Many people think that when I am knitting I’m just sitting quietly, indulging my particular hobby. What they don’t know is how much time and effort and science and math goes into everything I make.
Every material is different and reacts differently with its surroundings. Wool is warm and springy, and you can choose between hand-washable and machine-washable. Silk is luscious and strong. Cotton keeps you cool, but can also be a workhorse in dishcloths. Linen stands the test of time.
And it’s not just the materials that make up the yarn, but the structure of the yarn itself. Yarn can be thick or thin, tightly spun or roving or somewhere in between. Also, colours!
Now we come to the tools we use to work with yarn: straight needles or circular or double point. Round, square, hexagonal. Wood, glass, metal, bamboo. Each works differently with yarn and will yield a different end product.
Not to mention the skill involved. When you spend a significant part of your life practicing one particular activity you are bound to become an expert at some point. Some knitters choose to be an expert on lace, or cables, or stranded knitting. Some are really good at socks or dishcloths or pom-poms.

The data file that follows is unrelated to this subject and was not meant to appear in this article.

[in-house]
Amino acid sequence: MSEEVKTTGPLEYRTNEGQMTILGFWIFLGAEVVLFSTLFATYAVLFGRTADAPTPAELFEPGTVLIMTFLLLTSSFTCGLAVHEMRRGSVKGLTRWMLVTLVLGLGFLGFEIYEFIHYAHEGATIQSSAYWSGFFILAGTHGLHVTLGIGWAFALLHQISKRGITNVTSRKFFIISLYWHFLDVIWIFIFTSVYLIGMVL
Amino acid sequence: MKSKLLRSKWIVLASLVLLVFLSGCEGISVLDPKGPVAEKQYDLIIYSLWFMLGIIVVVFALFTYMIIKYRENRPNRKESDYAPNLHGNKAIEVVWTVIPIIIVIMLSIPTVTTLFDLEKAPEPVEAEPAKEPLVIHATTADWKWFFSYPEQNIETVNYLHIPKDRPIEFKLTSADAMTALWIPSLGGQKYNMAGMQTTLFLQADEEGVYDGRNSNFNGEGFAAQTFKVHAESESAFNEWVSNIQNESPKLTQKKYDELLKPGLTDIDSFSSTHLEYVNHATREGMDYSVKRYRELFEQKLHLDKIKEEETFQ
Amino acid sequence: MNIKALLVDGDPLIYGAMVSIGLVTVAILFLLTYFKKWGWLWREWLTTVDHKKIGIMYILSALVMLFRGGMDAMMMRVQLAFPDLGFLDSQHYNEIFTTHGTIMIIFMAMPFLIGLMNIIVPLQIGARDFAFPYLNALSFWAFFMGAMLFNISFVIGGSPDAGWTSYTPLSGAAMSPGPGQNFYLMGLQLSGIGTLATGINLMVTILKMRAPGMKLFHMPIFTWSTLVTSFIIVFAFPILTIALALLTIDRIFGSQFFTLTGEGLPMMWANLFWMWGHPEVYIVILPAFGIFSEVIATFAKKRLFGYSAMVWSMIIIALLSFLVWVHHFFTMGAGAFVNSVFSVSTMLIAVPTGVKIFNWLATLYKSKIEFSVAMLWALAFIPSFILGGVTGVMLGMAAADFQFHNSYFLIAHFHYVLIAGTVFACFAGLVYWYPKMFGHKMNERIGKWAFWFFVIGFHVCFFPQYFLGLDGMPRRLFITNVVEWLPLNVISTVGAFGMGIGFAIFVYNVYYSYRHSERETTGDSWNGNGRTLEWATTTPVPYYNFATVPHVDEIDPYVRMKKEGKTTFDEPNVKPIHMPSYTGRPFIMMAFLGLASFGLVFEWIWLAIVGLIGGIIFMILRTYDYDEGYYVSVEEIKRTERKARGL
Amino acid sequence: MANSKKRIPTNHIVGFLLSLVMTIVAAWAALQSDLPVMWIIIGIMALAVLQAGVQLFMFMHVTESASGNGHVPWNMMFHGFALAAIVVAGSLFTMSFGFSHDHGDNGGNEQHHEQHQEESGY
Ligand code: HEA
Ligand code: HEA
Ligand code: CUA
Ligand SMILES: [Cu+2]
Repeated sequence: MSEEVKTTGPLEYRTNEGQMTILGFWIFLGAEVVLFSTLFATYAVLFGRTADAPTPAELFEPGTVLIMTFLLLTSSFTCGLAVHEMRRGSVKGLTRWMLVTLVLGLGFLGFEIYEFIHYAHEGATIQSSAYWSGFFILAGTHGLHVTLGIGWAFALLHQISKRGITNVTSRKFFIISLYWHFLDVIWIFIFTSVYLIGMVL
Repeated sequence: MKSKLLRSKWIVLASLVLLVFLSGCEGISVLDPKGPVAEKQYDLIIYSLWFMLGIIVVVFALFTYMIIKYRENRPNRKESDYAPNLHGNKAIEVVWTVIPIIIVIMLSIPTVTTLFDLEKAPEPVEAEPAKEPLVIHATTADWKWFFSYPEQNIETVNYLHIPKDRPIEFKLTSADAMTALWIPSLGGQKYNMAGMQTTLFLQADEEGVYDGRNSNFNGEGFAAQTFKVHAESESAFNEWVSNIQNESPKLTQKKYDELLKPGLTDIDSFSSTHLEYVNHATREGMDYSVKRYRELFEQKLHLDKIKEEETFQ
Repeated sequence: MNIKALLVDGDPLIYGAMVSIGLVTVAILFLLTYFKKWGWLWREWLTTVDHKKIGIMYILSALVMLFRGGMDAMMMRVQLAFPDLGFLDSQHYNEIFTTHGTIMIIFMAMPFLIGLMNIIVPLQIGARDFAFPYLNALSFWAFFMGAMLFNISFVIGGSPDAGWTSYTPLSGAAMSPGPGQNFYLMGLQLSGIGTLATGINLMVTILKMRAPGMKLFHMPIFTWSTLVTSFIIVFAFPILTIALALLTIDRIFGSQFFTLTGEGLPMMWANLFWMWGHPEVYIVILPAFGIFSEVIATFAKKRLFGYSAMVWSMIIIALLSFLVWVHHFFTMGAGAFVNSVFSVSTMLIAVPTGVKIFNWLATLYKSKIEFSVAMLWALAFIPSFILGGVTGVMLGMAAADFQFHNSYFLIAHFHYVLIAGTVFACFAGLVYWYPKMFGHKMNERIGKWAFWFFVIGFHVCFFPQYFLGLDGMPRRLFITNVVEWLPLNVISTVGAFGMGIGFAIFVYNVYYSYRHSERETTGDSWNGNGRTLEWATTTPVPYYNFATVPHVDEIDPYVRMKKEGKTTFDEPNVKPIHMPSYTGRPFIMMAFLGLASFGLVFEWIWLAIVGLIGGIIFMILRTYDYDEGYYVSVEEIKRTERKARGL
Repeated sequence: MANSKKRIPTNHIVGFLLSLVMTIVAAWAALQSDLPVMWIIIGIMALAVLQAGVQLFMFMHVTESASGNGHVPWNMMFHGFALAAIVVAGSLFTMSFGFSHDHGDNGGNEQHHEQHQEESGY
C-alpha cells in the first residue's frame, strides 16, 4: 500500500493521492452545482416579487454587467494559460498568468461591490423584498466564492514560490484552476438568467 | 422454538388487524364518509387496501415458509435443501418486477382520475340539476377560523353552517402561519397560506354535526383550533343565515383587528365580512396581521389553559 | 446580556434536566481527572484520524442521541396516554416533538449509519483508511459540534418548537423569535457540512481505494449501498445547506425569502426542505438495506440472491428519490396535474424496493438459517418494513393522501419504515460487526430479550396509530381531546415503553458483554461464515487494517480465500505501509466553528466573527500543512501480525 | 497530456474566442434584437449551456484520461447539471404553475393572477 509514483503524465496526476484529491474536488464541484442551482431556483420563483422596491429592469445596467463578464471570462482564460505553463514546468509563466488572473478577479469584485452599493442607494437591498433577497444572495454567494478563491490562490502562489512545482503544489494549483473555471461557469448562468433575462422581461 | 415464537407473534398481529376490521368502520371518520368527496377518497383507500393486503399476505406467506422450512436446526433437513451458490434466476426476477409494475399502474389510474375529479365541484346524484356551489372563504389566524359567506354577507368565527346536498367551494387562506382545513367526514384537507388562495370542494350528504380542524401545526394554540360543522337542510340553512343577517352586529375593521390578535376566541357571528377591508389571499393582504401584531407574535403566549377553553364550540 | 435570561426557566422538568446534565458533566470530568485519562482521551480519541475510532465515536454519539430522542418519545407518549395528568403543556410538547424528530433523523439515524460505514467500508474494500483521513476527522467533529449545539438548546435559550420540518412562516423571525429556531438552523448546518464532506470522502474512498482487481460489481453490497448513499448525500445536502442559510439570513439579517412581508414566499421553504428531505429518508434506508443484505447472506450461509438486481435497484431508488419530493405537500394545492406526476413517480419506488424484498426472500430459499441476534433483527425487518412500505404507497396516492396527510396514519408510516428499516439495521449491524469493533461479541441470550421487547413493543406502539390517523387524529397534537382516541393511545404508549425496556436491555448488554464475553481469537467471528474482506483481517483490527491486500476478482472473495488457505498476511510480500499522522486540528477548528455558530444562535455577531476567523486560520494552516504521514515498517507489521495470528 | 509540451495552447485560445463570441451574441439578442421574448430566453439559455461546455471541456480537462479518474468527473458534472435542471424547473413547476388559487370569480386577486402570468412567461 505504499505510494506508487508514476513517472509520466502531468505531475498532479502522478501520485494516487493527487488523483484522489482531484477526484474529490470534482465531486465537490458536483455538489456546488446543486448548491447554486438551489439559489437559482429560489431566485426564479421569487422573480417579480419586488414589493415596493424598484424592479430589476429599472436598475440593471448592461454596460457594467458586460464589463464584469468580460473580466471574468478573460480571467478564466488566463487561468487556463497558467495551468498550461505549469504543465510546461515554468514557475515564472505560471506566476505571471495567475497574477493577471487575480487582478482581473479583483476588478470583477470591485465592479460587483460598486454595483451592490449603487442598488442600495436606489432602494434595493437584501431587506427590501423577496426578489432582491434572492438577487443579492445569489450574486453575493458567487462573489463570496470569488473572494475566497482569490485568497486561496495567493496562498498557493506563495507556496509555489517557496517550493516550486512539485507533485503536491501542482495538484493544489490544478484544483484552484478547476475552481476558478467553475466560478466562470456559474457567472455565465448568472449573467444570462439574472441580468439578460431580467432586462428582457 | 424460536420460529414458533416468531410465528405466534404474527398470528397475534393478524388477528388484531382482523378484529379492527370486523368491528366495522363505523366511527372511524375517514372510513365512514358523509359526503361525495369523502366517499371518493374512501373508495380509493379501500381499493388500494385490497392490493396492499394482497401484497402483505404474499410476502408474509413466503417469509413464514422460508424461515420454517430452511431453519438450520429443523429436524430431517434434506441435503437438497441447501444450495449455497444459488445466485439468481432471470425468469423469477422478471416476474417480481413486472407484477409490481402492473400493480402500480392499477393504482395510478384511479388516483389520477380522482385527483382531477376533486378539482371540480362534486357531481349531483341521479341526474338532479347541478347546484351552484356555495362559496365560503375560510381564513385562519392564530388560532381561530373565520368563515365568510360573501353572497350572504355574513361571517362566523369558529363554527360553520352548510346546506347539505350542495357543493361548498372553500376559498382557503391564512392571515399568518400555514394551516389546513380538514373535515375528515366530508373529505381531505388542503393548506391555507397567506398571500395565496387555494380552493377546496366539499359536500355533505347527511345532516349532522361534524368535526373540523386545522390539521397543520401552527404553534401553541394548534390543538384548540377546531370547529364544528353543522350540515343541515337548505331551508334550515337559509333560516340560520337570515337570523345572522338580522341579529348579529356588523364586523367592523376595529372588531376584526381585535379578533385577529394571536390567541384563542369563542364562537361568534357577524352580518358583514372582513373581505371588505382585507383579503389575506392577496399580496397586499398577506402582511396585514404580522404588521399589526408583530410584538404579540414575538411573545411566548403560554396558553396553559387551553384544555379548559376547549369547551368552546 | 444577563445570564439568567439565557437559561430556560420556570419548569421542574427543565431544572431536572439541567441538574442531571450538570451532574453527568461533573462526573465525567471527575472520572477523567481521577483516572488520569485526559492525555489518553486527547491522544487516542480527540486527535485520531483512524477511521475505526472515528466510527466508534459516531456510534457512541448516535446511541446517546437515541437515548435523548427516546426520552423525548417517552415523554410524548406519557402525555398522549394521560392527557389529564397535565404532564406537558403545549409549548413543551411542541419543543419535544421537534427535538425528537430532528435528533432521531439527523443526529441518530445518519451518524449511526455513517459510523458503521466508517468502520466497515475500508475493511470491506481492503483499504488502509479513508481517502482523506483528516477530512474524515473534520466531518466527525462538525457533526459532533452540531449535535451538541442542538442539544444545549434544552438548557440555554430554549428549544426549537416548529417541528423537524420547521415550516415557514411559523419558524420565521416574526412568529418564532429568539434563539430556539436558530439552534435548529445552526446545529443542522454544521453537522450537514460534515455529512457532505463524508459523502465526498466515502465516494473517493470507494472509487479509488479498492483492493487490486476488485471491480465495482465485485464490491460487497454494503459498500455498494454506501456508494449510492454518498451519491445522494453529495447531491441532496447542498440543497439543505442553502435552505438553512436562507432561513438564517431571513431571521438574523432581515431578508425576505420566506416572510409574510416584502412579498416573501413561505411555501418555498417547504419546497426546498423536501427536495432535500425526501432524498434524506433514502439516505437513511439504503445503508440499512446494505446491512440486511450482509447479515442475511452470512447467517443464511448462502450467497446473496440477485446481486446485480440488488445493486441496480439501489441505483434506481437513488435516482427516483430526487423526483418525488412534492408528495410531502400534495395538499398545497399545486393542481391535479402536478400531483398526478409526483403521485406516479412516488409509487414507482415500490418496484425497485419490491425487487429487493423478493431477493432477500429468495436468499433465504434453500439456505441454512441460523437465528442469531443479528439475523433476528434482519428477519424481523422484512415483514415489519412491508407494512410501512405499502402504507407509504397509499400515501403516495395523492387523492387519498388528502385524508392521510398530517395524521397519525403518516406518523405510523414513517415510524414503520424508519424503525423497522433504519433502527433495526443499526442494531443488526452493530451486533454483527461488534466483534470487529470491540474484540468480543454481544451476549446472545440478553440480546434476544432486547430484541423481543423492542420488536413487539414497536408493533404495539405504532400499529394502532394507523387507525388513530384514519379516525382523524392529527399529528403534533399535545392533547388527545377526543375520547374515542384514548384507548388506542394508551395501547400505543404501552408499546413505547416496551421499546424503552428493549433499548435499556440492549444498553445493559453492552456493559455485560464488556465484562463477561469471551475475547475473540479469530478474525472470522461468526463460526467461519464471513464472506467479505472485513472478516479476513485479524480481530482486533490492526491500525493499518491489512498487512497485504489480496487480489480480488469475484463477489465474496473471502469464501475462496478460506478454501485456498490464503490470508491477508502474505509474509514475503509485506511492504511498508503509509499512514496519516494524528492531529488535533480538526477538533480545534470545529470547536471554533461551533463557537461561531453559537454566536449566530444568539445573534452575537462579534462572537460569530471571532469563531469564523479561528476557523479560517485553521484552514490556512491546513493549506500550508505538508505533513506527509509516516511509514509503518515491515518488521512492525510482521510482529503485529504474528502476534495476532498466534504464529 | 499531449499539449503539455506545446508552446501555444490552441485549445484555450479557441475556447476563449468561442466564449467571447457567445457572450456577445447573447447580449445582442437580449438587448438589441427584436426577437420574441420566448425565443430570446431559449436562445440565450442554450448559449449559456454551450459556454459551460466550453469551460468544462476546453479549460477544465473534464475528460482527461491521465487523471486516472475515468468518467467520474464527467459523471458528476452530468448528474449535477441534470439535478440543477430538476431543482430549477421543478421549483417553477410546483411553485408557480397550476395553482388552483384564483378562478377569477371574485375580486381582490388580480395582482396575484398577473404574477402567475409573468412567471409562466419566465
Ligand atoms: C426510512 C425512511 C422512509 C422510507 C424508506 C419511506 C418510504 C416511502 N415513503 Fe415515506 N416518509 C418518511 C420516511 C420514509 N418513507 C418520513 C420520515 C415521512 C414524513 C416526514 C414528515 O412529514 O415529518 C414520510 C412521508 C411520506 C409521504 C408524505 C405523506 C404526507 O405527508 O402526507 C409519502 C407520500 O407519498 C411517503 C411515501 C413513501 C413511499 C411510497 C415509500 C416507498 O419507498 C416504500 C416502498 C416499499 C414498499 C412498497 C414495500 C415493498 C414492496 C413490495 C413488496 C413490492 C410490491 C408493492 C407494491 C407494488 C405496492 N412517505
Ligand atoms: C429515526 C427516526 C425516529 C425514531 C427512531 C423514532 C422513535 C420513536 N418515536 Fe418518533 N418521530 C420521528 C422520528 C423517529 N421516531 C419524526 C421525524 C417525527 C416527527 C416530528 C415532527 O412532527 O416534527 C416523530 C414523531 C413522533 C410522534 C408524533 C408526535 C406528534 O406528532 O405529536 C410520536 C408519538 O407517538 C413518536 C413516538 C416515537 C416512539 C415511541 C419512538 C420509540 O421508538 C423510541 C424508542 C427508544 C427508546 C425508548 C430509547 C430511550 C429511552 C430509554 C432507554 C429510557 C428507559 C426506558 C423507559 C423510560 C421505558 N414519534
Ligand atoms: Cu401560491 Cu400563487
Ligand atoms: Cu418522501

And let’s talk about socks for a second: socks are a marvel of ingenuity. They fit a foot! Have you ever looked at feet? They are the oddest shaped things. What about gloves? They have these towers rising up from a central section. And sweaters keep you warm while allowing you freedom of movement.
See, what people don’t understand is that people who write knitting patterns are architects. They are super smart and talented and the world does not give them enough credit.
So when I’m sitting in the corner working on my sock I’m not just knitting. I’m building yarn buildings!